Glucose-6-Phosphate Dehydrogenase Deficiency

Glucose-6-Phosphate Dehydrogenase Deficiency is a topic covered in the Washington Manual of Medical Therapeutics.

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General Principles

G6PD deficiency represents the most common disorder of RBC metabolism worldwide. Deficiency of G6PD renders RBCs more susceptible to oxidative damage through decreased glutathione reduction, leading to chronic or acute episodic hemolysis in the presence of oxidative stress.


More than 400 variants of G6PD are recognized. The severity of hemolysis depends on the degree of deficiency present.1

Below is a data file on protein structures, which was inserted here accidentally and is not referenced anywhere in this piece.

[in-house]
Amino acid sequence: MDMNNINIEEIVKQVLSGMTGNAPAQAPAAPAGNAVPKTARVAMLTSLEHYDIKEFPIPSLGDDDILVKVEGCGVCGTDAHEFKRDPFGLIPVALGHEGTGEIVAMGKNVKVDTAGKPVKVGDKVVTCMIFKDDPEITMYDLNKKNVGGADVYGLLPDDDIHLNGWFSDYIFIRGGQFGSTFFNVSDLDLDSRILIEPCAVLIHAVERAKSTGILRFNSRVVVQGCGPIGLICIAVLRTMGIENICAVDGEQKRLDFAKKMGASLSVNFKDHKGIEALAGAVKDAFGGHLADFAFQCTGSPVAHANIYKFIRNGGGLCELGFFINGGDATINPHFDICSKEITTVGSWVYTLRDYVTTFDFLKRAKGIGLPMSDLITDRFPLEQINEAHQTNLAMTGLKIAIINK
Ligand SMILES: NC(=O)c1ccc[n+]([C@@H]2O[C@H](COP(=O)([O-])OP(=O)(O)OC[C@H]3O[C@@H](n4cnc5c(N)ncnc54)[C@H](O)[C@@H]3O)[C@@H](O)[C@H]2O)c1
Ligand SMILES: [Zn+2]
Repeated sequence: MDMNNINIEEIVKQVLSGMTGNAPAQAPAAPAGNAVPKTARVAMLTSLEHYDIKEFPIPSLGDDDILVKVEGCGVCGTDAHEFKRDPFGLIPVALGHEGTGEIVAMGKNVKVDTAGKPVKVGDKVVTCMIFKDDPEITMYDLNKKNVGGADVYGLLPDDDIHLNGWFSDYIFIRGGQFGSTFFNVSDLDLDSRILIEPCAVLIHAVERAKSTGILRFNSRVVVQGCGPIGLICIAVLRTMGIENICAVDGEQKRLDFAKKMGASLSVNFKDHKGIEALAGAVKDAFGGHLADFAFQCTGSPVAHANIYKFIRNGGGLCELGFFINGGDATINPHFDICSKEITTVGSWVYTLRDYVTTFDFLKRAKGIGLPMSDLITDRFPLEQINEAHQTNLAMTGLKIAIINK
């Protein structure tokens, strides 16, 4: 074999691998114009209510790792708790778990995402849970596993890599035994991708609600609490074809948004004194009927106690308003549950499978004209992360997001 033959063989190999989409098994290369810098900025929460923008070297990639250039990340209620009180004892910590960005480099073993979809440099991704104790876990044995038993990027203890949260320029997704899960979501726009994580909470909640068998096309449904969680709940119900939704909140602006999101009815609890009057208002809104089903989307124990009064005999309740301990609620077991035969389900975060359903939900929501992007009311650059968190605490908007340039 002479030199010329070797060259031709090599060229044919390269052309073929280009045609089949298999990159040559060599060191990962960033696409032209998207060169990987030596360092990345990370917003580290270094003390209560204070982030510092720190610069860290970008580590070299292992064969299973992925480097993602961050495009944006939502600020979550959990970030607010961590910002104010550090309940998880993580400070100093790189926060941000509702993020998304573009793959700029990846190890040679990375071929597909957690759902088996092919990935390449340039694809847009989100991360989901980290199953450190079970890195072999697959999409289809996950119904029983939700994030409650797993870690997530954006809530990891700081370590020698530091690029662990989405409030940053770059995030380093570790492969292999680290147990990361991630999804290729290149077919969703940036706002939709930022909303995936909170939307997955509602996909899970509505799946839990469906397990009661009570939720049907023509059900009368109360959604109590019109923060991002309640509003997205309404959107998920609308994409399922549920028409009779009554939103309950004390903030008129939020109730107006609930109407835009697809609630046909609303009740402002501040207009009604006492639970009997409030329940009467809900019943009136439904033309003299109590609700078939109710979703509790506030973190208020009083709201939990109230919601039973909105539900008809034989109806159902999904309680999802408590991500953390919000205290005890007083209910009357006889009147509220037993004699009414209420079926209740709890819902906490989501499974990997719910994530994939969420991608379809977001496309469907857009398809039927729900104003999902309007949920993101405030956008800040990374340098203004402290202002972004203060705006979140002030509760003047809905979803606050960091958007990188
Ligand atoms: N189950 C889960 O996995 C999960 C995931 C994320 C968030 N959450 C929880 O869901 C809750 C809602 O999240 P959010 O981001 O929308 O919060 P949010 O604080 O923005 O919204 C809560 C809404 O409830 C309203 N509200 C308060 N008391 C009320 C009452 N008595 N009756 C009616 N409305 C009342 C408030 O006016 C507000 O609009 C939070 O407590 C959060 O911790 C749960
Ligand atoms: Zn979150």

• Milder forms, such as those seen in men of African heritage in the United States, result in self-limiting acute hemolytic episodes.
  • More severe forms, such as the Mediterranean variant, can result in severe hemolysis.
  • The most severe type causes a chronic, hereditary, nonspherocytic hemolytic anemia in the absence of an inciting cause.


  • X-linked inheritance; thus degree of involvement in females is dependent on lyonization.
  • G6PD is felt to be protective against malaria, thus accounting for its prevalence in malaria-endemic areas.
  • Hemolysis is triggered by exposure to mediators of oxidative stress (i.e., drugs [see Table 21-5]), infections, and fava beans. Patients being considered for medications that trigger G6PD-dependent hemolysis should be tested for a deficiency before starting the drug.

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